HIT Task Force Guidance on Health IT

Dr. David Blumenthal | January 7, 2011

In September 2010, Vivek Kundra, the Federal Chief Information Officer, and I issued guidance articulating five key health IT policy and technology principles for Federal health IT projects. The goal of these principles is to encourage better strategic alignment of health IT investments by guiding modernization strategies for existing systems, as well as new investment decisions. Agencies were asked to demonstrate how they plan to incorporate the following policy and technology principles into future health IT investments and to provide specific examples from their fiscal year (FY) 2012 budget submissions:

  • Improving health and health care: Agencies should design their health IT systems to support clinical decision-making and to measurably improve long term outcomes. For FY 2012, agencies will be asked to demonstrate their support for the universal attainment of Meaningful Use either by, if eligible, becoming Meaningful Users themselves or by assisting and encouraging others that are eligible, to become Meaningful Users.
  • Promoting open government: Agencies should share information with their clients/patients, when possible and practicable. An FY 2012 priority is providing clients/patients a secure, timely, electronic copy of their own information in a format they can use and reuse.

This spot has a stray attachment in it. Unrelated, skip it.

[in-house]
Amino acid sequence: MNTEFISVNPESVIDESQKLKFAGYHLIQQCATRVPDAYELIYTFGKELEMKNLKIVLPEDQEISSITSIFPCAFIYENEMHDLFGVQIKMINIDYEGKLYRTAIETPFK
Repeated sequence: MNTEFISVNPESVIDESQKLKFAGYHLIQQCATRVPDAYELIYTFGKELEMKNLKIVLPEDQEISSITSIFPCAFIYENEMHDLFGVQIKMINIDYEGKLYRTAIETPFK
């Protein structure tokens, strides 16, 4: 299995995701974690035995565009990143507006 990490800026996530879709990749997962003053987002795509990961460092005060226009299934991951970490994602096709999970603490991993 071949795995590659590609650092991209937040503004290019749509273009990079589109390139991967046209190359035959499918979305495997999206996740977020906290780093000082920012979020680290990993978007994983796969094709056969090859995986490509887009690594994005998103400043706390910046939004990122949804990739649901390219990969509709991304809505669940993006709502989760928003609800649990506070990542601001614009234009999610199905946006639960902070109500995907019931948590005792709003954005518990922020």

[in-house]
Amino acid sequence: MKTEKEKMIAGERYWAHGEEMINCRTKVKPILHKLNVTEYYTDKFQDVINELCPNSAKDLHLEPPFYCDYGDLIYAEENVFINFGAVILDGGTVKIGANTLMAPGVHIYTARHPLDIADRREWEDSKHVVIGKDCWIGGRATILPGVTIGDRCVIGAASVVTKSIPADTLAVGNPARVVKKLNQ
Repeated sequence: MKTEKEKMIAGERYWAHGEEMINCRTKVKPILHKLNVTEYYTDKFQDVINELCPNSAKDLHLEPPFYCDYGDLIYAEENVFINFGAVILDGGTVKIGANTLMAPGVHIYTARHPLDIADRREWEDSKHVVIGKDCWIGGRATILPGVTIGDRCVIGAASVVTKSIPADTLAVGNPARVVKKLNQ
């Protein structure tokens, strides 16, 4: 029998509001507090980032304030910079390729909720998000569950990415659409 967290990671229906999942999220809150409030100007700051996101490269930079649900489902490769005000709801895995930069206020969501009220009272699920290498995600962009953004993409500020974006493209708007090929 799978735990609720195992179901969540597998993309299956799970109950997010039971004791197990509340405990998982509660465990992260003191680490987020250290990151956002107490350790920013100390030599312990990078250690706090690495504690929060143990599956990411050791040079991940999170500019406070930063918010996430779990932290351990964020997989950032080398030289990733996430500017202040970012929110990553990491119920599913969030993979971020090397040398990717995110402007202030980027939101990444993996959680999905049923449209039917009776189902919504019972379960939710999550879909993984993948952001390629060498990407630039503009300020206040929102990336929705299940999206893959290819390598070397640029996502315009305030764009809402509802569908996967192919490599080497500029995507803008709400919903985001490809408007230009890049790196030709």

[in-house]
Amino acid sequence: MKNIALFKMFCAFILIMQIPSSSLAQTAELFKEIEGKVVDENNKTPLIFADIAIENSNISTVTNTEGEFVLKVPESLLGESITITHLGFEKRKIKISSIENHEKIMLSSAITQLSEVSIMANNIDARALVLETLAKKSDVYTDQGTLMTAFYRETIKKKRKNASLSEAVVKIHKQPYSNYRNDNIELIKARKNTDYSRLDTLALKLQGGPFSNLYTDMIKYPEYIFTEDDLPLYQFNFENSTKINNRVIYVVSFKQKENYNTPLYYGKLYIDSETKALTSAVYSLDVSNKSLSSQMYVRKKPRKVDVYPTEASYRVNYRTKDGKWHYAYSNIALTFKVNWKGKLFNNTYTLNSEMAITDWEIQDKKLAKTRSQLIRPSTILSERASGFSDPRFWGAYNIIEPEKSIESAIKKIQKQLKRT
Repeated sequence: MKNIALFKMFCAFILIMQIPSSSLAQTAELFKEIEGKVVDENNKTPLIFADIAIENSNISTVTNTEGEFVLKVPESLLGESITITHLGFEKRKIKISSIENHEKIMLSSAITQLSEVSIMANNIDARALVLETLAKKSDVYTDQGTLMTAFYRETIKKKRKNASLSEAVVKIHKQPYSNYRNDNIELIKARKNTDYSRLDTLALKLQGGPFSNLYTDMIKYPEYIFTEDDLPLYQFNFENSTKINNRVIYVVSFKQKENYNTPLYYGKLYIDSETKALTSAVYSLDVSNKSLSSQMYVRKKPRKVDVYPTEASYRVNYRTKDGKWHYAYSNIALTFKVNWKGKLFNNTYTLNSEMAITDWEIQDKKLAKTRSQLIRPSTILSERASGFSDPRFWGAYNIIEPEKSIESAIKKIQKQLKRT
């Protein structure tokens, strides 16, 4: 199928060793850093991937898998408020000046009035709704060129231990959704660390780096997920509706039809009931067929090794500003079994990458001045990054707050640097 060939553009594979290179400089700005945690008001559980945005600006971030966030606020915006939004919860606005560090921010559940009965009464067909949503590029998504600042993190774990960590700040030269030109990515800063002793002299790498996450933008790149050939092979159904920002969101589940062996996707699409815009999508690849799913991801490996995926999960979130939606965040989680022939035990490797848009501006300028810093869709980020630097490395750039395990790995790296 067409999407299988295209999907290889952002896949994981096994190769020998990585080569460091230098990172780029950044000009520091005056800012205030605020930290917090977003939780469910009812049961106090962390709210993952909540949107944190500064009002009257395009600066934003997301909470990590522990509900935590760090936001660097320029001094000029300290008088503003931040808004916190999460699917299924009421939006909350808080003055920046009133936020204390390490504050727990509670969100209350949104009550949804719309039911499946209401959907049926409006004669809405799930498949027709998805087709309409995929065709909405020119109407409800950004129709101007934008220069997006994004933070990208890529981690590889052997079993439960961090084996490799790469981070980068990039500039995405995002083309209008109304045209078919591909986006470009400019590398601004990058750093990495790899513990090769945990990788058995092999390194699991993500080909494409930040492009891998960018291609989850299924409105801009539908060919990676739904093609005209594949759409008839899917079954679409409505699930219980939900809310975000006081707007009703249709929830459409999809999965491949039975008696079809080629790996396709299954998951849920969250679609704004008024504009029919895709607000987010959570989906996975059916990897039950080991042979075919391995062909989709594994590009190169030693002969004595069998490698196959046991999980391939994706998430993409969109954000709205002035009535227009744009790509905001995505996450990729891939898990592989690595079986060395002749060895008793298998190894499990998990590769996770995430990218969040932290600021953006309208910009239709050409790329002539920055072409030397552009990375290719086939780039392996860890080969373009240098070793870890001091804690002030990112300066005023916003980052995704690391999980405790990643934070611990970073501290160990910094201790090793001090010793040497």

• Securely sharing health information between providers for treatment purposes to enable better care: Agencies should ensure Federal HIT systems are interoperable.  In FY 2012, agencies should use standards and specifications adopted under the HITECH Act in communicating between applications and organizations.
  • Being a trusted steward of taxpayer dollars: Agencies should incorporate interoperable voluntary consensus standards and terminologies where available, and contribute to their ongoing development, as their missions provide for and their resources permit. To this end, FY 2012 investments should use and re-use common, interoperable voluntary consensus standards and terminology, as well as employ modular, flexible solutions to ensure health IT systems are built for re-use and evolution.
  • Protecting privacy and security: Agencies should align their health IT investments with the Fair Information Practice Principles and demonstrate this alignment in FY 2012.

Following submission, agency plans underwent a rigorous peer review process, and representatives from HHS, Department of Agriculture, Department of Commerce, Department of Defense, Department of Veterans Affairs, Social Security Administration, and Office of Personnel Management took an active role in evaluating the investments of the various Federal counterparts.

The development of principles and the use of peer review to review Federal health IT expenditures constitute a novel basis for coordinating these expenditures and providing the best possible advice to sister agencies.  In the future, we hope that this process will result in valuable learning for managers of health IT in the Federal Government, and lead to better value for patients and taxpayers.